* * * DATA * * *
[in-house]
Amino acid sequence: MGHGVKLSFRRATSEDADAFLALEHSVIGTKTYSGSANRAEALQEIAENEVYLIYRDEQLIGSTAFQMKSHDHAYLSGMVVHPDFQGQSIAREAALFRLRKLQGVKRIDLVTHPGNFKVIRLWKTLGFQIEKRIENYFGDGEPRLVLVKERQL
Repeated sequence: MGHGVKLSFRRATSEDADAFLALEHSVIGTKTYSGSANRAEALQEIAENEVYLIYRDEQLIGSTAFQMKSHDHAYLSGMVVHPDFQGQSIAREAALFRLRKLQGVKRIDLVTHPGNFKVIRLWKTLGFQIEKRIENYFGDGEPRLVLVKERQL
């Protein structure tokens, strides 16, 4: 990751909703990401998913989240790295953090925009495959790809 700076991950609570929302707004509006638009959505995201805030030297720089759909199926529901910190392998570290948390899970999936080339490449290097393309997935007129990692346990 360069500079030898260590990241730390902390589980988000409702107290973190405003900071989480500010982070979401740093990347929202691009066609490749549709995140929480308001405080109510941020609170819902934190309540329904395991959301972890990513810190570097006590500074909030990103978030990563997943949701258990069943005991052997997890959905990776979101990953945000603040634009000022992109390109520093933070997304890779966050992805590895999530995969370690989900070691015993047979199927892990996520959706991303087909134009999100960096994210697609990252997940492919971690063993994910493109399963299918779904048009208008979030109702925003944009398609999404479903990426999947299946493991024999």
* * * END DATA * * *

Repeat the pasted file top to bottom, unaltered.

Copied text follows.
[in-house]
Amino acid sequence: MGHGVKLSFRRATSEDADAFLALEHSVIGTKTYSGSANRAEALQEIAENEVYLIYRDEQLIGSTAFQMKSHDHAYLSGMVVHPDFQGQSIAREAALFRLRKLQGVKRIDLVTHPGNFKVIRLWKTLGFQIEKRIENYFGDGEPRLVLVKERQL
Repeated sequence: MGHGVKLSFRRATSEDADAFLALEHSVIGTKTYSGSANRAEALQEIAENEVYLIYRDEQLIGSTAFQMKSHDHAYLSGMVVHPDFQGQSIAREAALFRLRKLQGVKRIDLVTHPGNFKVIRLWKTLGFQIEKRIENYFGDGEPRLVLVKERQL
């Protein structure tokens, strides 16, 4: 990751909703990401998913989240790295953090925009495959790809 700076991950609570929302707004509006638009959505995201805030030297720089759909199926529901910190392998570290948390899970999936080339490449290097393309997935007129990692346990 360069500079030898260590990241730390902390589980988000409702107290973190405003900071989480500010982070979401740093990347929202691009066609490749549709995140929480308001405080109510941020609170819902934190309540329904395991959301972890990513810190570097006590500074909030990103978030990563997943949701258990069943005991052997997890959905990776979101990953945000603040634009000022992109390109520093933070997304890779966050992805590895999530995969370690989900070691015993047979199927892990996520959706991303087909134009999100960096994210697609990252997940492919971690063993994910493109399963299918779904048009208008979030109702925003944009398609999404479903990426999947299946493991024999």